Having soil as a sustainability focus for New Zealand wine is “justified, deserved and probably overdue”, says James Dicey of Grape Vision in Central Otago.
They have well surpassed an earlier nationwide challenge to achieve 20 percent organic wine production by the year 2020.
Central Otago Winegrowers Association chairman Nick Paulin said the latest industry statistics show that an impressive grand total of 23 percent of the region’s vineyard land area is now being farmed under certified organic or biodynamic practices.
Organic certification (either through the BioGrow or Demeta certification systems) is held for 320 hectares or 17 percent of Central Otago’s wine production area, whilst a further 115 hectares or six percent of the planted area is currently undergoing conversion to organics. (Land must be managed to a certified organic standard for three years before full organic status is granted by an organic certifying body.)
The region represents almost five percent of the national vineyard plantings, with 1884ha in Central Otago planted in vines, of which almost 80 percent is Pinot Noir. It typically has a shorter growing season than other regions and in 2019 Central Otago produced 11,868 tonnes of grapes, representing three percent of the national vintage.
Paulin said the collaborative nature of the Central Otago industry has helped spread the word and gain a critical mass of organic growers, amongst them many of the biggest and best known brands from the region.
Dry autumns and relatively low humidity are regional advantages that can reduce the need for chemical sprays. Paulin said the biggest challenge to organic growing in Central Otago is weed control.
“Central Otago is a natural fit for organic viticulture. We are passionate here about taking great care of our land, and also driven to create the absolute highest-quality wines,” Paulin said. “Time and again, organic and biodynamic production has been shown to create premium wines that truly express the spirit of our land, while regenerating and preserving the landscape for future generations.”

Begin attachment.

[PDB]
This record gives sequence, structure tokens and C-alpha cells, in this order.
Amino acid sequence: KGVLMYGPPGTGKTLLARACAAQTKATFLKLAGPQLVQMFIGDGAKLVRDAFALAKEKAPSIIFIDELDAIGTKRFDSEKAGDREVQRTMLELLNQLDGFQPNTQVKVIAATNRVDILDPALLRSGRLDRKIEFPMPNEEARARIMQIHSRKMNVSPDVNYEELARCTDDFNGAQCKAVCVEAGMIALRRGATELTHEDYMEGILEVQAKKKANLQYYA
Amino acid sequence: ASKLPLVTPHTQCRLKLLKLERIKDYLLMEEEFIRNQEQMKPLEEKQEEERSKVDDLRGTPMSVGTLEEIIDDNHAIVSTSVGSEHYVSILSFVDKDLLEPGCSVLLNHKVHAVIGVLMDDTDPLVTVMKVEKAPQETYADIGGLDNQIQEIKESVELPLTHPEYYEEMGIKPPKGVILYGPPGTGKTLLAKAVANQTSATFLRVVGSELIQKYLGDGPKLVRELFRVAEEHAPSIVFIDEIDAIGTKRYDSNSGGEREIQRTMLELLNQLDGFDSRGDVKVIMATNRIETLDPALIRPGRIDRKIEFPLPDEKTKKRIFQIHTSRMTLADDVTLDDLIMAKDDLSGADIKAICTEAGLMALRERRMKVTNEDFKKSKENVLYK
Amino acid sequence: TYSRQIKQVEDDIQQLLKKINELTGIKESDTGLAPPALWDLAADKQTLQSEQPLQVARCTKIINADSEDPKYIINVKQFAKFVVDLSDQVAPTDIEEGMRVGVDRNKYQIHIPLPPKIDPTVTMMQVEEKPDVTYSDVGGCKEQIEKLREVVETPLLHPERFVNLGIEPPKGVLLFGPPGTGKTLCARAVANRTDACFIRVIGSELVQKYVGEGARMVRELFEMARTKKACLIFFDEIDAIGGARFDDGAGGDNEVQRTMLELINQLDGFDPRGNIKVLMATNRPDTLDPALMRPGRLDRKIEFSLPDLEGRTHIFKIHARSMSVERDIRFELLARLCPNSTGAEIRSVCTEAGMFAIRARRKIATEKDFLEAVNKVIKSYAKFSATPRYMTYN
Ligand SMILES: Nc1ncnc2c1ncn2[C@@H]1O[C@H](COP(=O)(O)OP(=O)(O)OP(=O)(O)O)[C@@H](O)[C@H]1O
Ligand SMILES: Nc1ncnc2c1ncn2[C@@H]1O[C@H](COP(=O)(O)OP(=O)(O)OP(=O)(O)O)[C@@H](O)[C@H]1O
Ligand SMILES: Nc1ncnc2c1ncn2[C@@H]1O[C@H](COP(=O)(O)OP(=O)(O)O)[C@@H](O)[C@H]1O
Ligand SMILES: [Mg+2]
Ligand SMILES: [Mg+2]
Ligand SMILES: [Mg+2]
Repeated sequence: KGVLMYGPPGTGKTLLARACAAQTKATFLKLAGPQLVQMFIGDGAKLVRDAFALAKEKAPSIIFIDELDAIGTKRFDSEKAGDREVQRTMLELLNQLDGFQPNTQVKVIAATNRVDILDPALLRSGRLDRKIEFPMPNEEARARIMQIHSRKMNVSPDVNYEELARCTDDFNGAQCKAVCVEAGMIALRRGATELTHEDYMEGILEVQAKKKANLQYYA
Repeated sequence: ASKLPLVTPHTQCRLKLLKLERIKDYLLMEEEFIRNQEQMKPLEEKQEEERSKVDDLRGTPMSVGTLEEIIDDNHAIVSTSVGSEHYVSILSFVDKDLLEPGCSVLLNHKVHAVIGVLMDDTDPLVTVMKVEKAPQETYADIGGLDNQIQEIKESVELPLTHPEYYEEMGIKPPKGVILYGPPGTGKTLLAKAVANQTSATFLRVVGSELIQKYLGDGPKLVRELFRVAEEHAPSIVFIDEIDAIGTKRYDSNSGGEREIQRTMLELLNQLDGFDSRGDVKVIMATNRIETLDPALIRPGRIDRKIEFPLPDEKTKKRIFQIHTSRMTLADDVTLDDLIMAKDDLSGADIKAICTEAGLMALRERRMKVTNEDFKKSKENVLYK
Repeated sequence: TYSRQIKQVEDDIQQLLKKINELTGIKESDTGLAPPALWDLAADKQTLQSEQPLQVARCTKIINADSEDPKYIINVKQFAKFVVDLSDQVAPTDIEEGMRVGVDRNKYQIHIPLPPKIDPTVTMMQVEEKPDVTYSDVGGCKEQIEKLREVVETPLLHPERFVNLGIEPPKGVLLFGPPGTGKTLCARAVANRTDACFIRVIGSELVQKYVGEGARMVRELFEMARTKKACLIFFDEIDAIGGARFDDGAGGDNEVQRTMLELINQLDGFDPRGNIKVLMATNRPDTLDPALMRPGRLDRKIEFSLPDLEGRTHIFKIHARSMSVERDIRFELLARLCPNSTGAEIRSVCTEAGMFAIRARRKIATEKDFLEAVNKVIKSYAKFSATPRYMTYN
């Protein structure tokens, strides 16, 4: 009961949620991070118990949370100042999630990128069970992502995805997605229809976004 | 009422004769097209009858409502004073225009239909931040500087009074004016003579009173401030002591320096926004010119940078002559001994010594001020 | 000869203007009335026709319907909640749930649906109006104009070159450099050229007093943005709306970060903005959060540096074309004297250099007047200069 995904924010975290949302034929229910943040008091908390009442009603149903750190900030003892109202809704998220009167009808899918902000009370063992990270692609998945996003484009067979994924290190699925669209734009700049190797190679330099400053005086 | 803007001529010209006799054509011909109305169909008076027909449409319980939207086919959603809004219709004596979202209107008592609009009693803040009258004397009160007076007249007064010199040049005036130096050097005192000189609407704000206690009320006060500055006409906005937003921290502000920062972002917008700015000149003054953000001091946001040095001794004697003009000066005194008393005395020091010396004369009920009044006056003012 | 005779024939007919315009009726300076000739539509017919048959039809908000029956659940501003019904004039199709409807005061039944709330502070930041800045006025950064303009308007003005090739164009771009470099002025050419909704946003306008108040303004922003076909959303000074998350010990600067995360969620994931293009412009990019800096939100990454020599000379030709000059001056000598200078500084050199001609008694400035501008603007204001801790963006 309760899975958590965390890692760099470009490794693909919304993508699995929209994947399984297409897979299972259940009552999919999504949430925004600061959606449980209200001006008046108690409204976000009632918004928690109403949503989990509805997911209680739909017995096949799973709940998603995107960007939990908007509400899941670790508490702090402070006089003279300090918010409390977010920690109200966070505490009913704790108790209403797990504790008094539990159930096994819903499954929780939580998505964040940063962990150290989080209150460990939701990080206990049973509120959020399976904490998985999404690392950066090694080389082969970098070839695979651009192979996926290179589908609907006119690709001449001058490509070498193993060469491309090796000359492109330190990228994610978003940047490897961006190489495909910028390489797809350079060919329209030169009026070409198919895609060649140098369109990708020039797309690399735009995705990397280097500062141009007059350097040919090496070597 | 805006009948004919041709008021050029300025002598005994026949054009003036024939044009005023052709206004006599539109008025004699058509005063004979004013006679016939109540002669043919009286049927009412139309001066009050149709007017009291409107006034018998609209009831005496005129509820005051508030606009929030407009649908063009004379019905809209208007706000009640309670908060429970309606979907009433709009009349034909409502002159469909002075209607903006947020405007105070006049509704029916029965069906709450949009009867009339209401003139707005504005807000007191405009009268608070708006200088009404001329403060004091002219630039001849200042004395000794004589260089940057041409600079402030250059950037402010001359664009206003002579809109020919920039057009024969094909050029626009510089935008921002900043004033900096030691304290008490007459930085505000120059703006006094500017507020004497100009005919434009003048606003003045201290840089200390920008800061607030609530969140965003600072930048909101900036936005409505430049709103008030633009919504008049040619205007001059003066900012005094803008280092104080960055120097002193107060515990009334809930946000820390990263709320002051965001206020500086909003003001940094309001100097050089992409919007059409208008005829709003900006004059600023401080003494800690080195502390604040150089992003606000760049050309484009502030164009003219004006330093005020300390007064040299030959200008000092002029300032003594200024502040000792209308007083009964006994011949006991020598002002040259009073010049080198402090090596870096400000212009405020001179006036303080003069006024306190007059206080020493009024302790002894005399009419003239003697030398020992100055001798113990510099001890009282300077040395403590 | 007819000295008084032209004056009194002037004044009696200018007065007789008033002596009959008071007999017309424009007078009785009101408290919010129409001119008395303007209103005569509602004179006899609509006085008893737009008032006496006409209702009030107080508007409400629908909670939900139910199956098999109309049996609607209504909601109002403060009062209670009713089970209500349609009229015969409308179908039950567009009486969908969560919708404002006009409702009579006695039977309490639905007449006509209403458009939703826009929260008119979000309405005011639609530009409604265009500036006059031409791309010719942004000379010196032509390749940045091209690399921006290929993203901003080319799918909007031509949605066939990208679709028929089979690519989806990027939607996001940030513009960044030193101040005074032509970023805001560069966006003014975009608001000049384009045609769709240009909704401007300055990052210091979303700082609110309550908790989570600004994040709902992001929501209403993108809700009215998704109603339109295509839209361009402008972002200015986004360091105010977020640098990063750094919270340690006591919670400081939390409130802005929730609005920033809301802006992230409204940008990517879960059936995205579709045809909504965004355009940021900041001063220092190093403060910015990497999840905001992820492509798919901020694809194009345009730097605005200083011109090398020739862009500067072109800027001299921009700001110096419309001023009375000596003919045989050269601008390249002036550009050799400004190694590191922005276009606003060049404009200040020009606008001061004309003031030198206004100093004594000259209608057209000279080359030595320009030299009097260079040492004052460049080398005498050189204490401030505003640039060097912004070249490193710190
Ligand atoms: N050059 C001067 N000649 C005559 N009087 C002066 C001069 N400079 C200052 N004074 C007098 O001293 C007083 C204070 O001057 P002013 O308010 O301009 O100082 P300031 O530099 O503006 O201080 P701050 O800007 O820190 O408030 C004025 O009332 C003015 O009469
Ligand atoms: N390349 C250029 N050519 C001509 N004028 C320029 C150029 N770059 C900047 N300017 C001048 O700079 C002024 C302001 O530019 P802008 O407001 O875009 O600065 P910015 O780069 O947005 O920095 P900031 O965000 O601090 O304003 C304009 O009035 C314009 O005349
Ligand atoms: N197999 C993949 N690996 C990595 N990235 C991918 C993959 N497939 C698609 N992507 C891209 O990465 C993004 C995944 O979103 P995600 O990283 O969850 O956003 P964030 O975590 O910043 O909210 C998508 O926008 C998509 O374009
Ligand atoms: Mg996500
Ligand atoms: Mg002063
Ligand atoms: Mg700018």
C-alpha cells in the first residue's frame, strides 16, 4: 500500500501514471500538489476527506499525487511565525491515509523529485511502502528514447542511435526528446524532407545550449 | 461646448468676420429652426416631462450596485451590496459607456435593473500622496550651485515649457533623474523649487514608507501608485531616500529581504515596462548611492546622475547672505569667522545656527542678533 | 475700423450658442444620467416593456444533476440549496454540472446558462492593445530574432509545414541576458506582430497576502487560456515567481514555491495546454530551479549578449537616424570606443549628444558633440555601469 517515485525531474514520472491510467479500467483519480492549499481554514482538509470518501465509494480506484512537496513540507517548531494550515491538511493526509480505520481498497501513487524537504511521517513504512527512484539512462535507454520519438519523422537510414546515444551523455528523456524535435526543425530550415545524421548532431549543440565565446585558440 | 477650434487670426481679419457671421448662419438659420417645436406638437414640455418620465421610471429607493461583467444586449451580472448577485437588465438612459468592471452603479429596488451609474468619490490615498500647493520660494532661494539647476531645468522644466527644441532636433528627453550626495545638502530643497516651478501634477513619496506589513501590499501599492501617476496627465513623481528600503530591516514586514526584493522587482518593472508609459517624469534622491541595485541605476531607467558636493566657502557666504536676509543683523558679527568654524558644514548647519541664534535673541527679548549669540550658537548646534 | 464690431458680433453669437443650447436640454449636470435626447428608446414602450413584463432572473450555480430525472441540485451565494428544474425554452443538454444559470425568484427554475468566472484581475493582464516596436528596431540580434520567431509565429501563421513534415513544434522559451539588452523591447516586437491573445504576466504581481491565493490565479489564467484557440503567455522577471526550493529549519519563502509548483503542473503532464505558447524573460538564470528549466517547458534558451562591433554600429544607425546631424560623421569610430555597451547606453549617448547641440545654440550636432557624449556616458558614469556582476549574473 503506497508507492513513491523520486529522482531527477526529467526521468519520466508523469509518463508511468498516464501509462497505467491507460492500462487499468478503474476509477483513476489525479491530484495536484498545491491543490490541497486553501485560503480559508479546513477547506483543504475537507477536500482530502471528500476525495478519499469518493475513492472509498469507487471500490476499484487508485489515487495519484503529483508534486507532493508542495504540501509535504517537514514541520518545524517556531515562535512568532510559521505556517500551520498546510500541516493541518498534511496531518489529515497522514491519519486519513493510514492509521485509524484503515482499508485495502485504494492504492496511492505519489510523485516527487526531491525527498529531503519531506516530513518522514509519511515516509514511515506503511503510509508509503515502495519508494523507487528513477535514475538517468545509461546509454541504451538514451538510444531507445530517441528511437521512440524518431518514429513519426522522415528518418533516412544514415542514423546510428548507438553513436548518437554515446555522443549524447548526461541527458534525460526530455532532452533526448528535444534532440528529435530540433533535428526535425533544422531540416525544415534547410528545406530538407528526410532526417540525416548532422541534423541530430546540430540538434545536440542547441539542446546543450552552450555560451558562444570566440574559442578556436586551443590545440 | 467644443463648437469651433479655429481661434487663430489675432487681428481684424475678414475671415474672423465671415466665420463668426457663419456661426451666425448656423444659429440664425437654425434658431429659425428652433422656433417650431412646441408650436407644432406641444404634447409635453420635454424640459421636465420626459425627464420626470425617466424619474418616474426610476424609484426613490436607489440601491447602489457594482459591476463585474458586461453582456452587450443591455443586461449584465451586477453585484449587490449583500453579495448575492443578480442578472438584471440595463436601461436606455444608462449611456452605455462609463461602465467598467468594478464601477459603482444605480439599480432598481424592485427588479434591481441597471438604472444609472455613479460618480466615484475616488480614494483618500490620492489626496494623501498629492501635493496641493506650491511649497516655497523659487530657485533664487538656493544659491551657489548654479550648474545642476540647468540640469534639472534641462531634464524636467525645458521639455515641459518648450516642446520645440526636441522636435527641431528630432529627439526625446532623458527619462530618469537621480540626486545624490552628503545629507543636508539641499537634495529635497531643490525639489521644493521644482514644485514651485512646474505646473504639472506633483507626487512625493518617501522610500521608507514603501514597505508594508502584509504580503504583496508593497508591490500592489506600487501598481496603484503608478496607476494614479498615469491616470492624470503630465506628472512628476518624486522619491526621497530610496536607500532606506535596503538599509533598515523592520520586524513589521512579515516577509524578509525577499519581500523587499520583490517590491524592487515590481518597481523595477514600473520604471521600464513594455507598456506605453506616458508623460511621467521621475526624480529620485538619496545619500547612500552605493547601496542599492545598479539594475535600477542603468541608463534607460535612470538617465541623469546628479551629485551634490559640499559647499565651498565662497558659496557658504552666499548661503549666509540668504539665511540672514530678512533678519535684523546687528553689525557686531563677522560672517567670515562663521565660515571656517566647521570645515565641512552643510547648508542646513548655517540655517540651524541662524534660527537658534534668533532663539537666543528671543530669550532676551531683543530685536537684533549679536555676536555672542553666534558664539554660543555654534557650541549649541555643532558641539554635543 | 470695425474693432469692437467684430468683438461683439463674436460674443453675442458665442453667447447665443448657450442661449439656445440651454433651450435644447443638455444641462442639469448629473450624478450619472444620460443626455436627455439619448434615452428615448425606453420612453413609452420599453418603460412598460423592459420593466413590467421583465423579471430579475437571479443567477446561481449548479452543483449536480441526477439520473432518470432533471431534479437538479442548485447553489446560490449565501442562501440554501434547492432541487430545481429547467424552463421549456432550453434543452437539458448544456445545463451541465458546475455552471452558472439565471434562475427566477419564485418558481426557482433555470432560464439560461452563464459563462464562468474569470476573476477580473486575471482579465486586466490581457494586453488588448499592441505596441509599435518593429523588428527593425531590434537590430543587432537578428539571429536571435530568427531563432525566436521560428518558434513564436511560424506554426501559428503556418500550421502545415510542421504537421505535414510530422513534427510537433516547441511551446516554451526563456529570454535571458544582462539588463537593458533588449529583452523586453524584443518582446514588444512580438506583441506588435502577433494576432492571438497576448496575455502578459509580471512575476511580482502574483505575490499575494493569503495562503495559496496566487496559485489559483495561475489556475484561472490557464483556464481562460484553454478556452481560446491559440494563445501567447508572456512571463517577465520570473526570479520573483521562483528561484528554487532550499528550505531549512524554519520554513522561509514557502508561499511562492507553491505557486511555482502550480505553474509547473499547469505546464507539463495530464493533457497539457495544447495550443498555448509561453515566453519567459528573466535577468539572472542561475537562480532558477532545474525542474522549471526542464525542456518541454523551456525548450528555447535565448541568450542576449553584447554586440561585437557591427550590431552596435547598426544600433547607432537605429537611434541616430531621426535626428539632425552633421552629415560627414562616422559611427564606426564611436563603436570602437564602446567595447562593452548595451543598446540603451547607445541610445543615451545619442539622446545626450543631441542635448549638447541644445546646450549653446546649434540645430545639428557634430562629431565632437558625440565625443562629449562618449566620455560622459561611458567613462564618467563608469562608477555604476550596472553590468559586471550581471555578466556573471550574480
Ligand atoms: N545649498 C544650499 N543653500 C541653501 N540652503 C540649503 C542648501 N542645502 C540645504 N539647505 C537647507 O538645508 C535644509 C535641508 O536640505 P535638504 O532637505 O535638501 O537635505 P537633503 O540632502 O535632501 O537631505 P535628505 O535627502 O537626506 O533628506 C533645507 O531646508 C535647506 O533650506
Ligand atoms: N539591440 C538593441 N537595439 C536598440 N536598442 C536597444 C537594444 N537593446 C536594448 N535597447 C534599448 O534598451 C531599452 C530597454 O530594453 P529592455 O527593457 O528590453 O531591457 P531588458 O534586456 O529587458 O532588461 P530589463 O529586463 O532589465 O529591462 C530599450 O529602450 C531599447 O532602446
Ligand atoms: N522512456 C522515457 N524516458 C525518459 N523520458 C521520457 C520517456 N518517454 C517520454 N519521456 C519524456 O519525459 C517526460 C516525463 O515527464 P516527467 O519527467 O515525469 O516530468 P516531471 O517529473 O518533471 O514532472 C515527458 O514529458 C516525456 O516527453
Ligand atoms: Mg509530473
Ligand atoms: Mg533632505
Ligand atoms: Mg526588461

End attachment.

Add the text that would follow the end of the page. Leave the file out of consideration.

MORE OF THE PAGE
Paulin said organic certification was a credibility to stand behind your product. “It’s an additional cost to production, but its not that much in the grand scheme of things.
“A lot of people are doing it because they think it’s the right way to farm – not to put it on their label.”
He said growers were becoming more focussed on producing wines in a more natural way, in what he describes as “conscious cooperation with nature.”
“That’s the way you’ve got to think about it, like you’ve got to work with nature rather than against it, that’s my philosophy.”
He said the inclusion of Gibbston Valley Wines’ Schoolhouse Block at Bendigo in the Organic Focus Vineyard Project, initiated by Organic Winegrowers NZ, had boosted local awareness of the methods, advantages and challenges of organic growing in the region, and regular field days had been popular.
Gibbston Valley’s winemaker Christopher Keys said the focus vineyard project run from 2011 to 2014 had given the company confidence and now the remaining half of the Schoolhouse block (which
had been managed under standard wine industry agrichemical practices during the focus project) and a total of half of the company’s vineyards have been converted to organics, with potentially more in the pipeline
“The focus vineyard showed that the whole thing works here, restoring soil and vine health - it’s a logical progression here. Our practices improved, and it made conversion of the other vineyards smooth.
“It’s a really good outcome for Central Otago and the growers here, it works down here and hopefully it’s the launchpad for where we will be in five to 10 years’ time,” he said.
Vinewise Viticulture, based in Cromwell began specialising in organic and biodynamic vineyard management across Central Otago 10 years ago. They now manage around 100 hectares or half of their client’s vine area organically. Co-owner and viticulturist Grant Rolston said the biggest challenge was the vines’ struggle for nutrients in the second year of conversion when they went from a “junk food diet” but the availability of new organic products on the market in recent years made this much easier to manage.
“Basically organics is like the old new,” he said. “People have been doing it from way back - organics is actually conventional farming – and what we call conventional farming, I call chemical farming – that’s not conventional at all. Farming with fertilisers was a byproduct of the war.”
Nearly one-third of the grapes going through Vinpro winery – which processes around 10 percent of the region’s production, is now being grown using organic management practices (either certified or in transition), said winemaker Pete Bartle. “The wines look good, and the fruit looks good in the vineyard,” he said.
Maude winemaker Dan Dineen said it made sense to have their contract winery certified, with an increasing share of the around 700 tonnes of fruit processed this year coming from clients tending towards organic management.
“It’s an amazing success story, showing that with a strong collective vision within a region, organics can become mainstream,” said Rebecca Reider, coordinator for Organic Winegrowers NZ.
“There’s been positive collaboration between the national organisation and COWA over the years to promote organics.”
She said that with 17 percent of Central Otago’s vineyard area being certified organic, this was more than three times the national average (of 4.5 percent of vineyard land certified).